Loring, Eugene, 1911-1982. Papers, ca. 1938-1981.
Eugene Loring was born LeRoy Kerpestein in Milwaukee, Wisconsin on August 2, 1911. Loring came to dance through theater. After graduating from high school in 1929, he worked with the Milwaukee Players during which time he began to study ballet and tap dancing. In the spring of 1934, he went to New York to study at the School of American Ballet. That summer, during the school's recess, Loring performed with the Fokine Ballet in Lewisohn Stadium. Loring performed with the American Ballet Company in Balanchine's works in its initial appearance in Hartford, Connecticut in December 1934.
Loring's first ballet "Harlequin for President" followed a libretto by Lincoln Kirstein and premiered in a Ballet Caravan performance at Bennington College on July 17, 1936. Loring's other works for Ballet Caravan include his well-known "Billy the Kid," which premiered in Chicago on October 16, 1938, with Loring dancing the role of Billy.
"The Great American Goof" was created by Loring for Ballet Theatre's inaugural performance on January 11, 1940; it was a ballet with words based on a libretto by William Saroyan.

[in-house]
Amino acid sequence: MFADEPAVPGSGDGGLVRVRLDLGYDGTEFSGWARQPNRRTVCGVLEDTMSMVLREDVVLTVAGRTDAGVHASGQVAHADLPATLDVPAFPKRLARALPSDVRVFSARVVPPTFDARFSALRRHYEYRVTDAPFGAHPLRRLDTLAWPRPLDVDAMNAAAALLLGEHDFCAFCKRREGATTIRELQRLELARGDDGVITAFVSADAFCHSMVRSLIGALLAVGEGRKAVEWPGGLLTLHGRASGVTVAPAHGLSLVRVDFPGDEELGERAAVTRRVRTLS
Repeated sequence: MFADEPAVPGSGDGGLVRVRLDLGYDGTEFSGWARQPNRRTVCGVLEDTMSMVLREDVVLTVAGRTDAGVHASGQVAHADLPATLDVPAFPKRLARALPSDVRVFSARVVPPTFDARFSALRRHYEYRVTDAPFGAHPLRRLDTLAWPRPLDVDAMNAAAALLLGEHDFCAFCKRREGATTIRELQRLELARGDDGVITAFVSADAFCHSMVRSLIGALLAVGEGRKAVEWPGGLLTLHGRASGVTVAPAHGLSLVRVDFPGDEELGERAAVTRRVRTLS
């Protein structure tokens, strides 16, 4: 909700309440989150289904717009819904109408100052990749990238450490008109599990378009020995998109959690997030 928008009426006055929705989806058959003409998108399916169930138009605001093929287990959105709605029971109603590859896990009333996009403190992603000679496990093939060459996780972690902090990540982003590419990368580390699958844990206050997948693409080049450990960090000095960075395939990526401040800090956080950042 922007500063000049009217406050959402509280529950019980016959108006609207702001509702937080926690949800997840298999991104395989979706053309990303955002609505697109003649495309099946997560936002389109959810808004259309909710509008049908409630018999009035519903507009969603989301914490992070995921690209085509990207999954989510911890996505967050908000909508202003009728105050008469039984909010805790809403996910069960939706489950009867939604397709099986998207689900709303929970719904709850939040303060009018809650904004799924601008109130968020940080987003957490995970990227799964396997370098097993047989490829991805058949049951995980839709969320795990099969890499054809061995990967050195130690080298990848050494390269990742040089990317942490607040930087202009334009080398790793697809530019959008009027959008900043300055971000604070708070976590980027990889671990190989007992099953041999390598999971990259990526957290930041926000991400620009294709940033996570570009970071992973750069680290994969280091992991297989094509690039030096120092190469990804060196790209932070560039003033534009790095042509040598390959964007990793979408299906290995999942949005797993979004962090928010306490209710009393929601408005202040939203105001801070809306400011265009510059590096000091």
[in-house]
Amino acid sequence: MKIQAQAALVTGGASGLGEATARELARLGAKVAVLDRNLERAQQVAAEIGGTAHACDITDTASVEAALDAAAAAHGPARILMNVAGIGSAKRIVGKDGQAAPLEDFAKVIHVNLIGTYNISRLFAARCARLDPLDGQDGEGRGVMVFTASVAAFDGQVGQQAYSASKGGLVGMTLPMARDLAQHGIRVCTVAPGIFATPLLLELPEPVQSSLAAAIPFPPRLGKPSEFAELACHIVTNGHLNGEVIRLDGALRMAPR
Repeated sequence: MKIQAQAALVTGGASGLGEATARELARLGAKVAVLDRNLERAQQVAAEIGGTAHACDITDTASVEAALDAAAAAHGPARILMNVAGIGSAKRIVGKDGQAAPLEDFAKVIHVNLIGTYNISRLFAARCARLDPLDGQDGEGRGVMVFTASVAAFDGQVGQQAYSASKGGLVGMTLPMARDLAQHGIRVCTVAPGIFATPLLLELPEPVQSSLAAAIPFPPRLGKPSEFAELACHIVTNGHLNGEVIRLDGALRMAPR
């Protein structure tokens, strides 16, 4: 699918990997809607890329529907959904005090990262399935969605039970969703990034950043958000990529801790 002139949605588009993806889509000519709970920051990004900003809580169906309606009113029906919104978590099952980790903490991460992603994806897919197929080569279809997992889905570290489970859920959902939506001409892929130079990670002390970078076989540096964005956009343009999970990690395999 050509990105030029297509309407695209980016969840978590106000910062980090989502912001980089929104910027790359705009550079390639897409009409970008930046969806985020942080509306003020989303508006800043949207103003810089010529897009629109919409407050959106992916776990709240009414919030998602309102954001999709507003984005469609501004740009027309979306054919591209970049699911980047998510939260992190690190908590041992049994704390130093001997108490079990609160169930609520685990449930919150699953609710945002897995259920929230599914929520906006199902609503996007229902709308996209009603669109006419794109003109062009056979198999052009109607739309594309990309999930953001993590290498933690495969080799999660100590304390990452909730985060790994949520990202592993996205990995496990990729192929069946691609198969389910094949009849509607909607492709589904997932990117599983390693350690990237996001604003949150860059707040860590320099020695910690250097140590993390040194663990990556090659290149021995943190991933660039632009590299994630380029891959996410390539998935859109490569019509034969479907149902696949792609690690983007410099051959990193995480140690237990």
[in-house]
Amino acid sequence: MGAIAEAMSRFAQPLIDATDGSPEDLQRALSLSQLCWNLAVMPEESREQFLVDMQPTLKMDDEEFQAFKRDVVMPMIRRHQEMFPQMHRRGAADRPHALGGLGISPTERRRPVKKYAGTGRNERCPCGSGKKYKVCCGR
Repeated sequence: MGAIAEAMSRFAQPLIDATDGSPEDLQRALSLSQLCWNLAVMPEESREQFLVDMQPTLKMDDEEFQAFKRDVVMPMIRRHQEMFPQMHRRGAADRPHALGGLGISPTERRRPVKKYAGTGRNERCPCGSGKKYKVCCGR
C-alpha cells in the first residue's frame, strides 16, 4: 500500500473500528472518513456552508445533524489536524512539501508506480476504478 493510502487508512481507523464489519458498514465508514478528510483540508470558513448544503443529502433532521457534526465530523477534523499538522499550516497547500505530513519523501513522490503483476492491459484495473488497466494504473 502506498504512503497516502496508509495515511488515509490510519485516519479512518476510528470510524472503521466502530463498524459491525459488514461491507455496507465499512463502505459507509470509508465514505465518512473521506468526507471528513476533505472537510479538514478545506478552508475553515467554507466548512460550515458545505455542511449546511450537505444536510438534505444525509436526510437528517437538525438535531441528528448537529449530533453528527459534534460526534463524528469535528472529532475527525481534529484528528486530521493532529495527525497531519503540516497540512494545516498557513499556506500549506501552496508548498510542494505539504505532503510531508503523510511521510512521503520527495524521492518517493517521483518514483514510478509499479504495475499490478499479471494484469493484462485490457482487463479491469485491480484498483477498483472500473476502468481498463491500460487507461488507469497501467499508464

Loring worked with his own company Dance Players in 1941 and 1942 and choreographed three new works on the company. After his association with Dance Players, he became steadily involved in motion pictures and television. He was signed by Metro-Goldwyn-Mayer studios to a contract as dance director and actor and moved to Hollywood in 1943. Loring worked intermittently on Broadway shows in New York over the next decade, however, his work for ballet companies dwindled. He created no major work again until "Capital of the World" in 1953 for Ballet Theatre.
Loring's work in film began as a performer in a minor role in "National Velvet" in 1944. He went on to stage the dance sequences in more than a dozen films from 1944 to 1960, including "Ziegfeld Follies," "Meet Me in Las Vegas," "Funny Face," and "Silk Stockings."
His American School of Dance was founded in Hollywood in 1948 and provided a comprehensive program in dance, covering a stylistic range from classical ballet to modern and character dance. It was here that Loring developed his "Freestyle" technique, which attempted to synthesize several forms of movement in order to develop versatile dancers and enable them to adapt to the many styles required of them professionally. Loring sold the school in 1974.
In 1965 Loring became the first chairman of the new dance program at the University of California at Irvine. He patterned the program after the one he had developed at the American School of Dance. He retired from the University in 1981 and moved to Accord, New York.
Eugene Loring died on August 30, 1982, in Kingston, New York.